Small volcanoes could slow global warming

2014-11-20 10:29
Mayon volcano spews white smoke as seen from Legaspi City, Albay province, southeast of Manila. (Charism Sayat, AFP)

Mayon volcano spews white smoke as seen from Legaspi City, Albay province, southeast of Manila. (Charism Sayat, AFP)

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Washington - Small volcanic eruptions could be slowing global warming by spewing sulphur aerosols that reach the upper atmosphere and reflect sunlight away from the Earth, US scientists said on Tuesday.

Researchers have long known that volcanoes can protect against global warming, but they did not think that minor eruptions did much to the atmosphere.

The latest findings show that small volcanic eruptions have deflected almost twice the amount of solar radiation previously estimated.

"By knocking incoming solar energy back out into space, sulphuric acid particles from these recent eruptions could be responsible for decreasing global temperatures by 0.05 to 0.12°C since 2000", said the study.

"These new data could help to explain why increases in global temperatures have slowed over the past 15 years, a period dubbed the 'global warming hiatus.'"

The warmest year on record was in 1998, and although recent years have been warmer than the 20th century average, the steep climb seen in the 90s has levelled off.

A variety of theories exist on why the globe is experiencing a warming hiatus, including changes in the way heat is absorbed by the ocean or a period of weak solar activity.

Most climate projections do not factor in volcanic eruptions because they are so hard to predict.

However, large ones like the 1991 Mount Pinatubo eruption in the Philippines, which emitted some 20 million tons of sulphur, are believed to have impacted global climate.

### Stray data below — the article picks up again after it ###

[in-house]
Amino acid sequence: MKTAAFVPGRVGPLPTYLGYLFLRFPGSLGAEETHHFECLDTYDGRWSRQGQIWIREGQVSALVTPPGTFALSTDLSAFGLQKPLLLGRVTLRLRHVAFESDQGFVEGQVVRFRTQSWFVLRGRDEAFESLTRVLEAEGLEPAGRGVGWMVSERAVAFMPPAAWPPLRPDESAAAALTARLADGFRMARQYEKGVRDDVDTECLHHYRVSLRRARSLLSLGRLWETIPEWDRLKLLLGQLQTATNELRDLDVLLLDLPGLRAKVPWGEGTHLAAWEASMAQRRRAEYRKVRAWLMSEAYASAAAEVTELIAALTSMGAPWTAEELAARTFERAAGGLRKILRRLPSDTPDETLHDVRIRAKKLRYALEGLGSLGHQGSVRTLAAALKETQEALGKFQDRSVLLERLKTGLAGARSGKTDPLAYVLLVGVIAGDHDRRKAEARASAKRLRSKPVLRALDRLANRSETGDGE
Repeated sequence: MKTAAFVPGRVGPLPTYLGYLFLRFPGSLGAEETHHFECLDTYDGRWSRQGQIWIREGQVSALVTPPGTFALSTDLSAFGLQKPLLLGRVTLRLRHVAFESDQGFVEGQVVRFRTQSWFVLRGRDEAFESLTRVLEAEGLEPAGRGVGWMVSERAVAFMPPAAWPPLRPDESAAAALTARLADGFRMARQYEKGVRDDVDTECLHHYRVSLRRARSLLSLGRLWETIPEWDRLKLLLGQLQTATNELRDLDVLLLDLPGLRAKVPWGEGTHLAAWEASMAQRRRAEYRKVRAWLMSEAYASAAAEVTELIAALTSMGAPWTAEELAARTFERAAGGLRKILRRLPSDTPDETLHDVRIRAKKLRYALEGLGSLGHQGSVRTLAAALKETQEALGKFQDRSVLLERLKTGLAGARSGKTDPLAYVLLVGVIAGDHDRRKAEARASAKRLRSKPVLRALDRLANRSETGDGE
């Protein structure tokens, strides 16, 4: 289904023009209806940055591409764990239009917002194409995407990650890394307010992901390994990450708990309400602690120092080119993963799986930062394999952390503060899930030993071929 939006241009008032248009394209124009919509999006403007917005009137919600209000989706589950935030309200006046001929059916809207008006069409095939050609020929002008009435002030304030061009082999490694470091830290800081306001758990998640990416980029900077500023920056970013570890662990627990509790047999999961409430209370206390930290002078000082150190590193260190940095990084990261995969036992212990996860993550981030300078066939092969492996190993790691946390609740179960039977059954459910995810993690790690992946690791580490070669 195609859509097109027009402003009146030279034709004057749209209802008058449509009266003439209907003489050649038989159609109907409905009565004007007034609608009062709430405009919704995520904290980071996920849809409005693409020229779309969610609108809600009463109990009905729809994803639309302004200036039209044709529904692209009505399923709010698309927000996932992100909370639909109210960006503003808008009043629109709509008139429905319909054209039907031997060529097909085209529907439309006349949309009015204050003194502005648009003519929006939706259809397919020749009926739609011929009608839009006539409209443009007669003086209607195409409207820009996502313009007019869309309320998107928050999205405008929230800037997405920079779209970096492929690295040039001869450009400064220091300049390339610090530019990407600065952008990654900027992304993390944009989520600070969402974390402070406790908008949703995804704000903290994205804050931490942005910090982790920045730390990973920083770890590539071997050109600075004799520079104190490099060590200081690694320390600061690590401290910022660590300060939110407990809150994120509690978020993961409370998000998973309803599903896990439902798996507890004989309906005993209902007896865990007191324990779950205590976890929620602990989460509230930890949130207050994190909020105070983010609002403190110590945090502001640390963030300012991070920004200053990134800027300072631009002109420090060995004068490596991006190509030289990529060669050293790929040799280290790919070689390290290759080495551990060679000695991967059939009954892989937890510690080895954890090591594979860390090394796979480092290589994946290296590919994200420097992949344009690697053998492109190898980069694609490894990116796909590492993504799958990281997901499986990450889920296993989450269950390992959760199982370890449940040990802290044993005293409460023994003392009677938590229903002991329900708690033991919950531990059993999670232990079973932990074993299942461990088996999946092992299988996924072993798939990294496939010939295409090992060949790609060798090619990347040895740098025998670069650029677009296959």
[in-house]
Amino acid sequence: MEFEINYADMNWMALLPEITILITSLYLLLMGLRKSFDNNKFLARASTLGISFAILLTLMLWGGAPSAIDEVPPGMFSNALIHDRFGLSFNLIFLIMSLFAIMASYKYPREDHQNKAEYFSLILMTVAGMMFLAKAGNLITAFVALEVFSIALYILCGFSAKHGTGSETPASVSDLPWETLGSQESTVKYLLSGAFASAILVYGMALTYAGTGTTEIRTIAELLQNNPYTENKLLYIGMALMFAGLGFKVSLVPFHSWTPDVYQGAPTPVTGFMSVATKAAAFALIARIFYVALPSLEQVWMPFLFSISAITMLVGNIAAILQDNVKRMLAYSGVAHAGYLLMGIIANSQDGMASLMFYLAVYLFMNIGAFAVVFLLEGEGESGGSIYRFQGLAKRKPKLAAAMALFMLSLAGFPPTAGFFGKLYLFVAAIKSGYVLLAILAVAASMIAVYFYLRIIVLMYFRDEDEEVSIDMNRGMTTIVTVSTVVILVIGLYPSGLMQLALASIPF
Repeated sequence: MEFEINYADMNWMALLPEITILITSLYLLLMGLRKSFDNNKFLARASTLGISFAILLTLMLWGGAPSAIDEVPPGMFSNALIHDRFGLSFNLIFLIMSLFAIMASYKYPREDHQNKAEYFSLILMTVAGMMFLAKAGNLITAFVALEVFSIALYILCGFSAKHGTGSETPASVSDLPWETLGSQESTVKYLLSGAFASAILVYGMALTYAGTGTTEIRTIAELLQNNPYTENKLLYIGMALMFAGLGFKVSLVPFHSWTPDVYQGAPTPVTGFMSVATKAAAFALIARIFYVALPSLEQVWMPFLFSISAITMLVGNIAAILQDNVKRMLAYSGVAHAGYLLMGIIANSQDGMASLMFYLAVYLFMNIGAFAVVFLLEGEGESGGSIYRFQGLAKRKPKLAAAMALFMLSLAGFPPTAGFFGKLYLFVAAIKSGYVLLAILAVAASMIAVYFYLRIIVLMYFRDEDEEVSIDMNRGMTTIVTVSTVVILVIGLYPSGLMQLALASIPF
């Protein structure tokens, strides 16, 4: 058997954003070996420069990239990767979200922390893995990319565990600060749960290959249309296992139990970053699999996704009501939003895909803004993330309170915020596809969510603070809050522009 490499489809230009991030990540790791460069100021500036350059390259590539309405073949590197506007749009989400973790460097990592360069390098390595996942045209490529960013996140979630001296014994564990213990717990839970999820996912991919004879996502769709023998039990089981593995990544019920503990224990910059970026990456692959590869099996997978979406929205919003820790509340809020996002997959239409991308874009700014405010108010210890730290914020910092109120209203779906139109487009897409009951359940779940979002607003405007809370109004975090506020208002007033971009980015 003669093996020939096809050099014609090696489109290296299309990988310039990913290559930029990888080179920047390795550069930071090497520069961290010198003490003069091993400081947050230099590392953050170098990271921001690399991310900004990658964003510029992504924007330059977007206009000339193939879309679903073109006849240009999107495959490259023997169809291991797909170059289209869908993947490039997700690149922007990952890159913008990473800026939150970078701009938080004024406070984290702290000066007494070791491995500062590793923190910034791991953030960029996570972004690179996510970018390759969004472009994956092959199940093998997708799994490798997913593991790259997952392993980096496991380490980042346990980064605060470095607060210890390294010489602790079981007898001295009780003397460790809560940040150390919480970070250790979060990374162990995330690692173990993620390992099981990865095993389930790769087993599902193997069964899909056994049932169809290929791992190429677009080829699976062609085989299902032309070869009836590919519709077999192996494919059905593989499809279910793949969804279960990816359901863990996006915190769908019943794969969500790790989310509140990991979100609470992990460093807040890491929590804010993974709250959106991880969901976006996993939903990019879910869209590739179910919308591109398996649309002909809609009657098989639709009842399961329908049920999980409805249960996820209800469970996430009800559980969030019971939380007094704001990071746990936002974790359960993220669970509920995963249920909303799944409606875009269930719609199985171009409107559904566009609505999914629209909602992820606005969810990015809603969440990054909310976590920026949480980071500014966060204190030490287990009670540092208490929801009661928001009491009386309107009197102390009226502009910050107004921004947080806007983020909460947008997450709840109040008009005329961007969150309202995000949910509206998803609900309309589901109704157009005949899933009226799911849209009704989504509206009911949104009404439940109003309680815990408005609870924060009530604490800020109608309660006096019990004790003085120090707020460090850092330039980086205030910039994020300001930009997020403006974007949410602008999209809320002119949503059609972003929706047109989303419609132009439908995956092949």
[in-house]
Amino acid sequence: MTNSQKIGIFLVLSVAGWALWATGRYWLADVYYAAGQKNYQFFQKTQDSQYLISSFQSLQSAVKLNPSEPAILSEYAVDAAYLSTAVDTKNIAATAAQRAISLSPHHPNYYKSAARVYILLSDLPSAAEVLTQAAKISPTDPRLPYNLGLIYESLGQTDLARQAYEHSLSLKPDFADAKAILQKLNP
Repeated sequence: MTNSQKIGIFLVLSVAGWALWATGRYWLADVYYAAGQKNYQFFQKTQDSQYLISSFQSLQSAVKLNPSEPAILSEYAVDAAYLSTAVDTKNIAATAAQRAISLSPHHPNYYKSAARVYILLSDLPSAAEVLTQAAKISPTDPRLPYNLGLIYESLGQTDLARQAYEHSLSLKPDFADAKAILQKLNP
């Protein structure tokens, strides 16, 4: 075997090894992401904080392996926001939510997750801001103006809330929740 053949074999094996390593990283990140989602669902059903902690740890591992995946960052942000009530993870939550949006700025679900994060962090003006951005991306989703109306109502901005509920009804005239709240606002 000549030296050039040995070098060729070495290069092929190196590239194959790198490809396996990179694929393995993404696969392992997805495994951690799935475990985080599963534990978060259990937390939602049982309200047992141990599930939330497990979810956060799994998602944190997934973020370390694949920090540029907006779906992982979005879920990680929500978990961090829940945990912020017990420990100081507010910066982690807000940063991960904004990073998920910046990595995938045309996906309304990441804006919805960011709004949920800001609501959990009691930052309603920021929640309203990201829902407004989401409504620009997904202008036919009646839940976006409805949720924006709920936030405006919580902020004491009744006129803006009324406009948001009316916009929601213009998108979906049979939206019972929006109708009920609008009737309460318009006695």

David Ridley, an atmospheric scientist at the Massachusetts Institute of Technology in Cambridge, felt that a piece of the climate puzzle was missing.

According to the study, he located it in the intersection of the stratosphere and the troposphere, the bottom layer of the atmosphere, where all weather takes place.

The two layers meet between 10 and 15km above the Earth, and are below the reach of most satellites.

"The satellite data does a great job of monitoring the particles above 15km, which is fine in the tropics", Ridley said.

"However, towards the poles we are missing more and more of the particles residing in the lower stratosphere that can reach down to 10km."

The study combined observations from ground, air and space-based instruments to better observe aerosols in the lower portion of the stratosphere, and found that there are more aerosols that previously thought.

Experts say future climate models need to incorporate better aerosol data, which can only be obtained with a more robust monitoring system for stratospheric aerosols.

Read more on:    us  |  volcanoes  |  climate change

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